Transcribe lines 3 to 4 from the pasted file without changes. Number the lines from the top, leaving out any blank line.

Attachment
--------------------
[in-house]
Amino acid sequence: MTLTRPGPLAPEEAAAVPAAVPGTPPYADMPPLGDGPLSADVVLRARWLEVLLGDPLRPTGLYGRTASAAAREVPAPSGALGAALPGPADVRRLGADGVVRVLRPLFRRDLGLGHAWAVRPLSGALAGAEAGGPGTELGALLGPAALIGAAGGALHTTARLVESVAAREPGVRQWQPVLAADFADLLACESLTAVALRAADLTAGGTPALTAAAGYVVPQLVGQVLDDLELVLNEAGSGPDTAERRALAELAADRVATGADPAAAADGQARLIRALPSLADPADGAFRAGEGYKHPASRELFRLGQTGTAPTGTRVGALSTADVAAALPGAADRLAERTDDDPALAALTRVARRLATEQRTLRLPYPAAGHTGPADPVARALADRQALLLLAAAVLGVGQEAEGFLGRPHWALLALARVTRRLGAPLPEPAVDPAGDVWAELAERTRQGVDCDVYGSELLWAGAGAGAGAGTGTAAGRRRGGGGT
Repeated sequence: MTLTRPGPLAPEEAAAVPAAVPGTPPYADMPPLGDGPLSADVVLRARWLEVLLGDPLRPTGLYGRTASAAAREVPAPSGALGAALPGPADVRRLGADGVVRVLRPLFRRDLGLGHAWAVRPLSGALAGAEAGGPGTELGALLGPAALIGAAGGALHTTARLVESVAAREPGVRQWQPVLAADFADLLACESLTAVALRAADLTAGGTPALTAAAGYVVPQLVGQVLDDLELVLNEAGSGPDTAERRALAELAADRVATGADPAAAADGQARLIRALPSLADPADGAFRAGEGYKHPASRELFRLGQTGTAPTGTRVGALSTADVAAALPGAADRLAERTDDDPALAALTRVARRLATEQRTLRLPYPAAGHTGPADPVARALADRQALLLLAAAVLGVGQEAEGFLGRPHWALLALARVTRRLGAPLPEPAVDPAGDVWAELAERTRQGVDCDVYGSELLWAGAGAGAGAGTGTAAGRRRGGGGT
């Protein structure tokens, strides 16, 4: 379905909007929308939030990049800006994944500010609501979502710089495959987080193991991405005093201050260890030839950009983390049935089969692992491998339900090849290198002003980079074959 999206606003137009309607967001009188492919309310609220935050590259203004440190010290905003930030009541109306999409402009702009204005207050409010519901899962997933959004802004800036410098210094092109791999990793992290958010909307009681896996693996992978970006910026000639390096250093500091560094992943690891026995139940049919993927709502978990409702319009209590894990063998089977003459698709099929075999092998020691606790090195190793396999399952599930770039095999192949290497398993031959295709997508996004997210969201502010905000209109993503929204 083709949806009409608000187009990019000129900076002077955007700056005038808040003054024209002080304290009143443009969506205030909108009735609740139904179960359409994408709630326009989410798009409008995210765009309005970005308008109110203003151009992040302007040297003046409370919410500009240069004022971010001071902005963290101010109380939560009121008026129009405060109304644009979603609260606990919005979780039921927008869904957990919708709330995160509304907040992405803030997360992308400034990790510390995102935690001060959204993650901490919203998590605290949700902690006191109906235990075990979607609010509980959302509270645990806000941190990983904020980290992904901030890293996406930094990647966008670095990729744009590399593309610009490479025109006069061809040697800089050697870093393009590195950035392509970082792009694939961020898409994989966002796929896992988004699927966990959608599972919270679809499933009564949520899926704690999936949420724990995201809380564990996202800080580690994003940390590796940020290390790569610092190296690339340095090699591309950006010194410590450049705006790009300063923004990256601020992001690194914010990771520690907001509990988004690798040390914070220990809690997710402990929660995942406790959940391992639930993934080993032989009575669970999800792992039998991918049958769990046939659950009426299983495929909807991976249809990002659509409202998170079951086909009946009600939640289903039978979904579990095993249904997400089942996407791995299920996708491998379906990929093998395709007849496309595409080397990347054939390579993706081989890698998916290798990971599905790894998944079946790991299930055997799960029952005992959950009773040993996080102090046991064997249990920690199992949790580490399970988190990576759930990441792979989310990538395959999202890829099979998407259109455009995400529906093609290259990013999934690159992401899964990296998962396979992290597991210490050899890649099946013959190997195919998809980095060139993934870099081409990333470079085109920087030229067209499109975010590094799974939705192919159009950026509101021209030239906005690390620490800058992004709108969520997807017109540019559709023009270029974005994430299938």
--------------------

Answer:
Repeated sequence: MTLTRPGPLAPEEAAAVPAAVPGTPPYADMPPLGDGPLSADVVLRARWLEVLLGDPLRPTGLYGRTASAAAREVPAPSGALGAALPGPADVRRLGADGVVRVLRPLFRRDLGLGHAWAVRPLSGALAGAEAGGPGTELGALLGPAALIGAAGGALHTTARLVESVAAREPGVRQWQPVLAADFADLLACESLTAVALRAADLTAGGTPALTAAAGYVVPQLVGQVLDDLELVLNEAGSGPDTAERRALAELAADRVATGADPAAAADGQARLIRALPSLADPADGAFRAGEGYKHPASRELFRLGQTGTAPTGTRVGALSTADVAAALPGAADRLAERTDDDPALAALTRVARRLATEQRTLRLPYPAAGHTGPADPVARALADRQALLLLAAAVLGVGQEAEGFLGRPHWALLALARVTRRLGAPLPEPAVDPAGDVWAELAERTRQGVDCDVYGSELLWAGAGAGAGAGTGTAAGRRRGGGGT
């Protein structure tokens, strides 16, 4: 379905909007929308939030990049800006994944500010609501979502710089495959987080193991991405005093201050260890030839950009983390049935089969692992491998339900090849290198002003980079074959 999206606003137009309607967001009188492919309310609220935050590259203004440190010290905003930030009541109306999409402009702009204005207050409010519901899962997933959004802004800036410098210094092109791999990793992290958010909307009681896996693996992978970006910026000639390096250093500091560094992943690891026995139940049919993927709502978990409702319009209590894990063998089977003459698709099929075999092998020691606790090195190793396999399952599930770039095999192949290497398993031959295709997508996004997210969201502010905000209109993503929204 083709949806009409608000187009990019000129900076002077955007700056005038808040003054024209002080304290009143443009969506205030909108009735609740139904179960359409994408709630326009989410798009409008995210765009309005970005308008109110203003151009992040302007040297003046409370919410500009240069004022971010001071902005963290101010109380939560009121008026129009405060109304644009979603609260606990919005979780039921927008869904957990919708709330995160509304907040992405803030997360992308400034990790510390995102935690001060959204993650901490919203998590605290949700902690006191109906235990075990979607609010509980959302509270645990806000941190990983904020980290992904901030890293996406930094990647966008670095990729744009590399593309610009490479025109006069061809040697800089050697870093393009590195950035392509970082792009694939961020898409994989966002796929896992988004699927966990959608599972919270679809499933009564949520899926704690999936949420724990995201809380564990996202800080580690994003940390590796940020290390790569610092190296690339340095090699591309950006010194410590450049705006790009300063923004990256601020992001690194914010990771520690907001509990988004690798040390914070220990809690997710402990929660995942406790959940391992639930993934080993032989009575669970999800792992039998991918049958769990046939659950009426299983495929909807991976249809990002659509409202998170079951086909009946009600939640289903039978979904579990095993249904997400089942996407791995299920996708491998379906990929093998395709007849496309595409080397990347054939390579993706081989890698998916290798990971599905790894998944079946790991299930055997799960029952005992959950009773040993996080102090046991064997249990920690199992949790580490399970988190990576759930990441792979989310990538395959999202890829099979998407259109455009995400529906093609290259990013999934690159992401899964990296998962396979992290597991210490050899890649099946013959190997195919998809980095060139993934870099081409990333470079085109920087030229067209499109975010590094799974939705192919159009950026509101021209030239906005690390620490800058992004709108969520997807017109540019559709023009270029974005994430299938």